The book Moneyball is a narrative that was written along the lines of showing how perseverance in the face of adversity is able to yield success. Yet beneath that lies an equally central theme that has since transformed the professional baseball scene: statistics. The book takes a look first at how the Oakland A’s (Oakland Athletics), were able to win and compete alongside some of the Major Baseball leagues such as the New York Yankees despite having a smaller revenue.
Starting off, the author follows the life of Billy Beane, a former professional baseball player. During his time, Billy was thought to be one of the more brilliant players that would eventually make it in his day. However, unbeknownst to everyone, Billy fails to make it and instead joins the Oakland A’s team as a talent recruiter. These are scouts that are in charge of scouting for players and picking them for teams. Now scouts have the ability to trade, buy and sell players, in the sense that they were similar to traders on the market. While the Oakland A’s weren’t necessarily the poorest, they were by no means receiving the highest revenue on the market. Yet Billy had to propel the team forward regardless.
This is when one of the most central themes comes in: Billy Beane has an epiphany. He realised that other scouts were drafting players into their teams based on very subjective and heuristically inclined methods that may not represent the truth about the player’s ability. Not to mention, the existing broad-based metrics that were in use at the moment were not only vague but unsound to Billy. With this in mind, Billy Beane goes about setting up his own metrics based on statistics that he painstakingly compiles. By doing so, Billy not only avoids the pitfalls that the other team made, he spent the money on players that mattered and got players that were otherwise undervalued.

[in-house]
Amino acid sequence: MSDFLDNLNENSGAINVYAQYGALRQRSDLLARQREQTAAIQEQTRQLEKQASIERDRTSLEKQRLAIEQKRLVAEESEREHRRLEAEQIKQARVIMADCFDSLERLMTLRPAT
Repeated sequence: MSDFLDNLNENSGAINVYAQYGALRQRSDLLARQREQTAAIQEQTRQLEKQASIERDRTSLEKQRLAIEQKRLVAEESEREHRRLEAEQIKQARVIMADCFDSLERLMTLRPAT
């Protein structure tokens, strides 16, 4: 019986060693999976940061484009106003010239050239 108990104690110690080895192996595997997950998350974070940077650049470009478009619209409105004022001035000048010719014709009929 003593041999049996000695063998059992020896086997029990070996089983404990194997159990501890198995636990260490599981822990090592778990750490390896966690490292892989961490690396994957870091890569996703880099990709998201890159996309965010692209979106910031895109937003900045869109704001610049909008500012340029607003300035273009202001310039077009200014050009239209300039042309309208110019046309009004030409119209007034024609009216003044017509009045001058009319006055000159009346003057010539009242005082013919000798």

When the season started off, the Oakland Athletics had average players. However, as the season proceeds, Billy starts trading the players based on his statistics, employing aggressive buy-sell techniques and finally ending with a team that not only had a statistically higher chance of winning but propelled the Oakland A’s to the playoffs in 2002 and 2003. Billy transformed the way baseball saw players and revolutionised a new way of thinking on his own. With that in mind, we can learn that heuristics may not be the only way to make sound decisions and that it may cause problems if often used for important decisions.
Instead, what we ought to do is find ways to statistically proof a point or reason that we need and from there make calculated decisions. Only then will we be able to pull off what Billy did with the Oakland Athletics, and improve our decision-making processes. Alas, not every problem can be solved with statistics which is why we shall go more in depth into the art of heuristics in another article!